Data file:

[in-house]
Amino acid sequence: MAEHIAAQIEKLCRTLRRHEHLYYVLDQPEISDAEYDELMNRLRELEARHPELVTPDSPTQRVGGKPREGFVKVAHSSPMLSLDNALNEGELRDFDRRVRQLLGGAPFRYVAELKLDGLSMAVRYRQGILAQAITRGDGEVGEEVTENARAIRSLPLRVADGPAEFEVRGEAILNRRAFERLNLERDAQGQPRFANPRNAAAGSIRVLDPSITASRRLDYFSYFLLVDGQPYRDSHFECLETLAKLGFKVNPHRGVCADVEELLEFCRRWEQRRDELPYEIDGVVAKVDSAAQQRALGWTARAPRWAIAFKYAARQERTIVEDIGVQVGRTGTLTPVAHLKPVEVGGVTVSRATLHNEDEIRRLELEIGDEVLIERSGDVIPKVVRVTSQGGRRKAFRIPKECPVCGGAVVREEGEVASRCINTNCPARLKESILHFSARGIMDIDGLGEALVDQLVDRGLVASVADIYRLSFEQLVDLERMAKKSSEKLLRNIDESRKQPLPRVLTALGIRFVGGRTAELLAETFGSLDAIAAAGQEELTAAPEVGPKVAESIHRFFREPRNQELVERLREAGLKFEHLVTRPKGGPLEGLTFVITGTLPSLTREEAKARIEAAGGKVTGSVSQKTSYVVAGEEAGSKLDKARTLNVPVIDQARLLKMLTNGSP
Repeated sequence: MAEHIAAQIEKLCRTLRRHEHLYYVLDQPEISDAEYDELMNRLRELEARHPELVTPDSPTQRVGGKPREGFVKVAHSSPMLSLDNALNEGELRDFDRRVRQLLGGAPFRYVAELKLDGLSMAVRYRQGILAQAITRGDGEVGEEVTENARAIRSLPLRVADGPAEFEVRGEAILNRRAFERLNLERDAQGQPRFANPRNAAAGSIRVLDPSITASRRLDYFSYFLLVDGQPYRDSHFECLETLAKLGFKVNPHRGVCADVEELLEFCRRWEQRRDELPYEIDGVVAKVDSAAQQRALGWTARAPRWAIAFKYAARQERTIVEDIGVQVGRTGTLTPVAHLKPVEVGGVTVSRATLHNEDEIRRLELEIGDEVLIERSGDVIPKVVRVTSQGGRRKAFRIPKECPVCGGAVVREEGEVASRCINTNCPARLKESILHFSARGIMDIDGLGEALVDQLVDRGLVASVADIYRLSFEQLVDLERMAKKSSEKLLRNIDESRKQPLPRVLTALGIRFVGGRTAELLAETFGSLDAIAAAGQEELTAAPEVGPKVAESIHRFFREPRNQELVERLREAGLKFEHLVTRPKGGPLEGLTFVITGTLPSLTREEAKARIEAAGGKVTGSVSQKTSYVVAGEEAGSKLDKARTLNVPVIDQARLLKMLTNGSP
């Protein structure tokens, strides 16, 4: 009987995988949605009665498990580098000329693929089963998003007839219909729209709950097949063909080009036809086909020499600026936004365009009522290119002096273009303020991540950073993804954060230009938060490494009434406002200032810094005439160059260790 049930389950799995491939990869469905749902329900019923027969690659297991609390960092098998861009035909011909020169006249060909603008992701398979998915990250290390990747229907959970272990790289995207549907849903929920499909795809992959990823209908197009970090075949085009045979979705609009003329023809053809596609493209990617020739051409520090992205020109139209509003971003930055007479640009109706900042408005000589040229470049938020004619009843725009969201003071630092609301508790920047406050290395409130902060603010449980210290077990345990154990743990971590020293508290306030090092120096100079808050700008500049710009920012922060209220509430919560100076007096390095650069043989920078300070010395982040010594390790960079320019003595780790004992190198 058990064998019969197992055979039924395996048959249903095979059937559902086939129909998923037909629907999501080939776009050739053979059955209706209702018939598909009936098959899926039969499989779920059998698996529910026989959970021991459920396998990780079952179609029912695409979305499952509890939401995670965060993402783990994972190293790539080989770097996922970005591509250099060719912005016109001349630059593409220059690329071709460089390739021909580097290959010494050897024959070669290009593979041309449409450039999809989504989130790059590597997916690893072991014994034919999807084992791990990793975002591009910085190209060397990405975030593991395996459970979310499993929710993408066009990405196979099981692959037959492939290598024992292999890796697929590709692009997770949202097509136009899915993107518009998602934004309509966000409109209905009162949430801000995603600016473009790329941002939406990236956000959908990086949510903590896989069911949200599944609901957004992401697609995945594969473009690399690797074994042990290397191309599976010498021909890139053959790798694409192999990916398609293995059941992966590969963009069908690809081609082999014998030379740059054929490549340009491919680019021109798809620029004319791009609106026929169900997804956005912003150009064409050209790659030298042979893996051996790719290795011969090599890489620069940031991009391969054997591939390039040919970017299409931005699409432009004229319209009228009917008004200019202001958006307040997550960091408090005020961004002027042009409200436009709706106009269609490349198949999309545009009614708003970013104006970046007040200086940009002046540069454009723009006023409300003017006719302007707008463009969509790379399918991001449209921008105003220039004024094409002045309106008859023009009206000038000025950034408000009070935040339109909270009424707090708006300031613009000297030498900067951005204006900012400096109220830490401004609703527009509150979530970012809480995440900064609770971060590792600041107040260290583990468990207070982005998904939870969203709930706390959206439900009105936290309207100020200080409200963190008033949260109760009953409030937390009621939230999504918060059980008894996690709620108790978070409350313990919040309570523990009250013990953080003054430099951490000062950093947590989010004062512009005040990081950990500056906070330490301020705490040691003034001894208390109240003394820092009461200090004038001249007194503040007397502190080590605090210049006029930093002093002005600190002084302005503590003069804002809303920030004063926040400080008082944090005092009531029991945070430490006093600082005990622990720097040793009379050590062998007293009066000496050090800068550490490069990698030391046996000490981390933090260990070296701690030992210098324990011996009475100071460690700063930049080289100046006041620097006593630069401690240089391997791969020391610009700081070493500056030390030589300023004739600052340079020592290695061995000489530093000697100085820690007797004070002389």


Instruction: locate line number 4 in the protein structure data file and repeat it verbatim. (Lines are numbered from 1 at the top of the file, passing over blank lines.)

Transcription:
């Protein structure tokens, strides 16, 4: 009987995988949605009665498990580098000329693929089963998003007839219909729209709950097949063909080009036809086909020499600026936004365009009522290119002096273009303020991540950073993804954060230009938060490494009434406002200032810094005439160059260790 049930389950799995491939990869469905749902329900019923027969690659297991609390960092098998861009035909011909020169006249060909603008992701398979998915990250290390990747229907959970272990790289995207549907849903929920499909795809992959990823209908197009970090075949085009045979979705609009003329023809053809596609493209990617020739051409520090992205020109139209509003971003930055007479640009109706900042408005000589040229470049938020004619009843725009969201003071630092609301508790920047406050290395409130902060603010449980210290077990345990154990743990971590020293508290306030090092120096100079808050700008500049710009920012922060209220509430919560100076007096390095650069043989920078300070010395982040010594390790960079320019003595780790004992190198 058990064998019969197992055979039924395996048959249903095979059937559902086939129909998923037909629907999501080939776009050739053979059955209706209702018939598909009936098959899926039969499989779920059998698996529910026989959970021991459920396998990780079952179609029912695409979305499952509890939401995670965060993402783990994972190293790539080989770097996922970005591509250099060719912005016109001349630059593409220059690329071709460089390739021909580097290959010494050897024959070669290009593979041309449409450039999809989504989130790059590597997916690893072991014994034919999807084992791990990793975002591009910085190209060397990405975030593991395996459970979310499993929710993408066009990405196979099981692959037959492939290598024992292999890796697929590709692009997770949202097509136009899915993107518009998602934004309509966000409109209905009162949430801000995603600016473009790329941002939406990236956000959908990086949510903590896989069911949200599944609901957004992401697609995945594969473009690399690797074994042990290397191309599976010498021909890139053959790798694409192999990916398609293995059941992966590969963009069908690809081609082999014998030379740059054929490549340009491919680019021109798809620029004319791009609106026929169900997804956005912003150009064409050209790659030298042979893996051996790719290795011969090599890489620069940031991009391969054997591939390039040919970017299409931005699409432009004229319209009228009917008004200019202001958006307040997550960091408090005020961004002027042009409200436009709706106009269609490349198949999309545009009614708003970013104006970046007040200086940009002046540069454009723009006023409300003017006719302007707008463009969509790379399918991001449209921008105003220039004024094409002045309106008859023009009206000038000025950034408000009070935040339109909270009424707090708006300031613009000297030498900067951005204006900012400096109220830490401004609703527009509150979530970012809480995440900064609770971060590792600041107040260290583990468990207070982005998904939870969203709930706390959206439900009105936290309207100020200080409200963190008033949260109760009953409030937390009621939230999504918060059980008894996690709620108790978070409350313990919040309570523990009250013990953080003054430099951490000062950093947590989010004062512009005040990081950990500056906070330490301020705490040691003034001894208390109240003394820092009461200090004038001249007194503040007397502190080590605090210049006029930093002093002005600190002084302005503590003069804002809303920030004063926040400080008082944090005092009531029991945070430490006093600082005990622990720097040793009379050590062998007293009066000496050090800068550490490069990698030391046996000490981390933090260990070296701690030992210098324990011996009475100071460690700063930049080289100046006041620097006593630069401690240089391997791969020391610009700081070493500056030390030589300023004739600052340079020592290695061995000489530093000697100085820690007797004070002389």